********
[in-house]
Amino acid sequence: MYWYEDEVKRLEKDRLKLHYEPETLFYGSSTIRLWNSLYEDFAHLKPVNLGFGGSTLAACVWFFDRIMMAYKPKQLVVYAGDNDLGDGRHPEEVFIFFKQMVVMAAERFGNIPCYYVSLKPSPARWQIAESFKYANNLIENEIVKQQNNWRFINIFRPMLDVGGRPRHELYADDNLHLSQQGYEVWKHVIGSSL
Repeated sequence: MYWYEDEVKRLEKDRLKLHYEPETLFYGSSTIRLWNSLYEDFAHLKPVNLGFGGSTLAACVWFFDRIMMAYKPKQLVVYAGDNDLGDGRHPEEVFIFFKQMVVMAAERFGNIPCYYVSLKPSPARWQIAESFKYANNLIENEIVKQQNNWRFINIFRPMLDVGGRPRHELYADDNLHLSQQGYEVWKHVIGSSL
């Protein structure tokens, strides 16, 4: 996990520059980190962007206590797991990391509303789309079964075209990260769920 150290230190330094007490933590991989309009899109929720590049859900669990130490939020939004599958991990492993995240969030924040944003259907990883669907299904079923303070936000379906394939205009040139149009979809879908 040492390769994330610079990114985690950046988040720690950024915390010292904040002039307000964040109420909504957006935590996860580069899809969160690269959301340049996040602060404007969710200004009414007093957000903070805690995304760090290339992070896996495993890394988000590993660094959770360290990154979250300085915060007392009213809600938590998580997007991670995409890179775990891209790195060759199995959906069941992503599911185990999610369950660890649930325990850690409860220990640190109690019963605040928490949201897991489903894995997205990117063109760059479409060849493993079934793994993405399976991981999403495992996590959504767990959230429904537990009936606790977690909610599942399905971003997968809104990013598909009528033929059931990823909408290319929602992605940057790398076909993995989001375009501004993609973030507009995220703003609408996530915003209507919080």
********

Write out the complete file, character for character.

[in-house]
Amino acid sequence: MYWYEDEVKRLEKDRLKLHYEPETLFYGSSTIRLWNSLYEDFAHLKPVNLGFGGSTLAACVWFFDRIMMAYKPKQLVVYAGDNDLGDGRHPEEVFIFFKQMVVMAAERFGNIPCYYVSLKPSPARWQIAESFKYANNLIENEIVKQQNNWRFINIFRPMLDVGGRPRHELYADDNLHLSQQGYEVWKHVIGSSL
Repeated sequence: MYWYEDEVKRLEKDRLKLHYEPETLFYGSSTIRLWNSLYEDFAHLKPVNLGFGGSTLAACVWFFDRIMMAYKPKQLVVYAGDNDLGDGRHPEEVFIFFKQMVVMAAERFGNIPCYYVSLKPSPARWQIAESFKYANNLIENEIVKQQNNWRFINIFRPMLDVGGRPRHELYADDNLHLSQQGYEVWKHVIGSSL
């Protein structure tokens, strides 16, 4: 996990520059980190962007206590797991990391509303789309079964075209990260769920 150290230190330094007490933590991989309009899109929720590049859900669990130490939020939004599958991990492993995240969030924040944003259907990883669907299904079923303070936000379906394939205009040139149009979809879908 040492390769994330610079990114985690950046988040720690950024915390010292904040002039307000964040109420909504957006935590996860580069899809969160690269959301340049996040602060404007969710200004009414007093957000903070805690995304760090290339992070896996495993890394988000590993660094959770360290990154979250300085915060007392009213809600938590998580997007991670995409890179775990891209790195060759199995959906069941992503599911185990999610369950660890649930325990850690409860220990640190109690019963605040928490949201897991489903894995997205990117063109760059479409060849493993079934793994993405399976991981999403495992996590959504767990959230429904537990009936606790977690909610599942399905971003997968809104990013598909009528033929059931990823909408290319929602992605940057790398076909993995989001375009501004993609973030507009995220703003609408996530915003209507919080």